To keep their heads above water, communication professionals have to move along with the digital developments that are changing the communications branch at break-neck speed. One of those developments is the big data trend. Data is the fuel for communication, but how, as an organisation, do you build the right engine?
Google CEO Eric Schmidt put it aptly in 2010 when he said: ‘Every 2 days we create as much information as we did up to 2003.’ And that was two years ago. In the meantime, the data mountain has only got bigger. Every day, some 290 million tweets (February 2012) are sent, alone, and millions of updates are placed on Facebook. A real data explosion with which not only consumers but also organisations are struggling. According to Gartner volume, variety & velocity are the aspects of big data organisations need to pay attention to.
The impact of big data is being seriously underestimated, as a recent Oracle study showed. John Caulfield, solutions director, explains: “The characteristic big data is typically high volume and high velocity but of low individual value. Simply put, Big Data means a lot of data. It could be something of obvious value, like a sales order in an enterprise management system or a weblog of a search for a music book that on its own is of little value. But bring all this data together from web logs to social media, blogs and tweets, and there is opportunity there to derive significant value and be able to predict, analyse and forecast what people will be buying any given weekend, for example.”
The variety of data is wide and includes brand conversations. After all, over the past few years, consumers have been presented with mountains of online and mobile opportunities for producing and sharing content. Conversations are being carried out between consumers and organisations and amongst consumers themselves in public. What’s more, brand conversations are real time and continually accessible, making reputation management more important than ever.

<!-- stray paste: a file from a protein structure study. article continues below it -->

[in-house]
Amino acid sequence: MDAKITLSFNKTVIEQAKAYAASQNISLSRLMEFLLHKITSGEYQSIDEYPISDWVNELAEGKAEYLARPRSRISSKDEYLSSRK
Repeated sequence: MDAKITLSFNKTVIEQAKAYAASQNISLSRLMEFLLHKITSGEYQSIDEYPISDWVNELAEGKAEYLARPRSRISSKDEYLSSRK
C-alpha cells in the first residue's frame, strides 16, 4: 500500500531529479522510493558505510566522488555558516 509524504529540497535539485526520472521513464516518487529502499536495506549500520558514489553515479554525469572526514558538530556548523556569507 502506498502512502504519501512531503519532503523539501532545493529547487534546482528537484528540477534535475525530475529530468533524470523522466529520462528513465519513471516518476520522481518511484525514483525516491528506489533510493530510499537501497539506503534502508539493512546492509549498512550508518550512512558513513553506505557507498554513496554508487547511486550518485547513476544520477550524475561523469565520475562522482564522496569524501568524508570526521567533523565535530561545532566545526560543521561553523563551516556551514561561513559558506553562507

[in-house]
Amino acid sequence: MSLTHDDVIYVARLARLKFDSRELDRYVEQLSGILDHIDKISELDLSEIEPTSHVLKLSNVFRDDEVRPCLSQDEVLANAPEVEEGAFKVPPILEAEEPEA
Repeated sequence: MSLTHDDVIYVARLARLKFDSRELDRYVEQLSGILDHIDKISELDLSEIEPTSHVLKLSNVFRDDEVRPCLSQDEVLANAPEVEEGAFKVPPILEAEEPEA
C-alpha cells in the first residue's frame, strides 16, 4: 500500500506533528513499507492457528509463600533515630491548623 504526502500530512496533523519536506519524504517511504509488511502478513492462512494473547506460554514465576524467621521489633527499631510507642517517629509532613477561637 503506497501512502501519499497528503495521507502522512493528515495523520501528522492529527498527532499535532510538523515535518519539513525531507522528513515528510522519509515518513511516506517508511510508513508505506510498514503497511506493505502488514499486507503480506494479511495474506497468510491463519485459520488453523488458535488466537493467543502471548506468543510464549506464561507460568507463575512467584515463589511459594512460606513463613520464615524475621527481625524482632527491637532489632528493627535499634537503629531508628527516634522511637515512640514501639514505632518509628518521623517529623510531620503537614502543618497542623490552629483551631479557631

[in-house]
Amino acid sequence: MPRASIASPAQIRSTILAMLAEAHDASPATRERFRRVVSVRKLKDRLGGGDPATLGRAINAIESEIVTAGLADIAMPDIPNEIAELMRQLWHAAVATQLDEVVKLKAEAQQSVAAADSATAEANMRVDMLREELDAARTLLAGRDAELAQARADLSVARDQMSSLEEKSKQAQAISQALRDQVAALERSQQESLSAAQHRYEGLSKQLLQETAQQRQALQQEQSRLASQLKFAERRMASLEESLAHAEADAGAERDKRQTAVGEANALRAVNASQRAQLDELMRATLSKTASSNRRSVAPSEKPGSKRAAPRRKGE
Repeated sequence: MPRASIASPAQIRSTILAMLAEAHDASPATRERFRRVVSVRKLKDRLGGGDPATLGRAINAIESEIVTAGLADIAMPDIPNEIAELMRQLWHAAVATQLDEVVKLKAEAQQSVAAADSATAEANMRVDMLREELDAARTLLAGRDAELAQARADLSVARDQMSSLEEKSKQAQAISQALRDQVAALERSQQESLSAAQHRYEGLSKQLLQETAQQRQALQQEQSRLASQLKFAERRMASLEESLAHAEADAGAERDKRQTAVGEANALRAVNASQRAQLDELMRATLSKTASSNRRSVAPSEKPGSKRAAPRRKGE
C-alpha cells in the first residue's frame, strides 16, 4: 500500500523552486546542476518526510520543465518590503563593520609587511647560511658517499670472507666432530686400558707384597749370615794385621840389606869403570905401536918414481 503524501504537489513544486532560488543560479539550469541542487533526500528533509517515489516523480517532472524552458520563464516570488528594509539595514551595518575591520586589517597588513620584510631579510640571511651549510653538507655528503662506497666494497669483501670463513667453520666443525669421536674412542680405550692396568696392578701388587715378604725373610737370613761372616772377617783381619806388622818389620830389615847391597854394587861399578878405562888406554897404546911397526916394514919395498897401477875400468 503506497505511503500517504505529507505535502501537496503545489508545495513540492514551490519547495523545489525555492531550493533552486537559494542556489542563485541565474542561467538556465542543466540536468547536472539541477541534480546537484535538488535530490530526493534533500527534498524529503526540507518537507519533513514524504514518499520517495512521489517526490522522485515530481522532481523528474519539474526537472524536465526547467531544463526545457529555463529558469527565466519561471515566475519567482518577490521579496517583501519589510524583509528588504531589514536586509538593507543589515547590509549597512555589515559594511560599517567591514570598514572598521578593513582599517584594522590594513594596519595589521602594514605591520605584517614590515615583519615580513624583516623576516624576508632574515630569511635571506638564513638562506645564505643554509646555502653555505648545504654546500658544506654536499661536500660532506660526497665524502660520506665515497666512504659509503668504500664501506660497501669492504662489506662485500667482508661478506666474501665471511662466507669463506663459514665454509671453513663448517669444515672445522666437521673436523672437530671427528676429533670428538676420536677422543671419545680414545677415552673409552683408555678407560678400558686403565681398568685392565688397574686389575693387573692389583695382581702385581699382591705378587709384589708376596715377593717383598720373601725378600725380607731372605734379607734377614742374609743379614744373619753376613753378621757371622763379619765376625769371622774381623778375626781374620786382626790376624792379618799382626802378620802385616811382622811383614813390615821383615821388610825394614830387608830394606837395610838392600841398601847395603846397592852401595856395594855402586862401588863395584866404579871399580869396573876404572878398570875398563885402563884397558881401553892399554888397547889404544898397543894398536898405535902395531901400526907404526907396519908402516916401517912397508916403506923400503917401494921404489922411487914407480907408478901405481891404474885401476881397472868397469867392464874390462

The great thing about digital communication – and the problem with it – is that we can measure everything. Adding measurement to the communication strategy and linking the various dataflows to the right operational processes is a huge challenge for many organisations. Especially in an era where big data is the norm and the amount of metrics endless.
From data to insight: the need for filters
The good news, though, is that you don’t have to measure everything. What you have to know is which data you need and how to filter it. That way you can take the first step from data to insight what will provide added value for both organisation and consumer. So how do you translate data into a better strategy and possibly an improved product or even better service?
The right filter is the key to insight. Different operational processes and their associated challenges require different data filters, though. PR, for example, can measure reputation by filtering brand conversations on the basis of the content of the top 200 influencers and applying the right metrics. A content analysis, for instance, enables you to determine the degree to which your key message is being picked up. Content specialists and marketeers will be looking for consumer and topic insight as input for good content strategy and a brilliant marketing plan.
Data is the new oil
‘Data is the new oil’, says Andreas Weigend, former Chief Scientist for Amazon. In my view, he is right. Data is the new commodity and a data-driven organisation is the future. Most organisations and agencies still have a long way to go in that respect. How many companies are still thinking and acting inside out rather than outside in?
New roles and functions are being created, too. IT has to be better geared to the organisation and research functions need to be allotted a more prominent role. There will be a greater need for people able to translate that insight into practice, too. The dawn of the Data Scientist!
One thing is sure; if your organisation fails to respond to the data chances and opportunities in time, it stands a good chance of drowning. There’s a lot to be done. And I’m for surviving!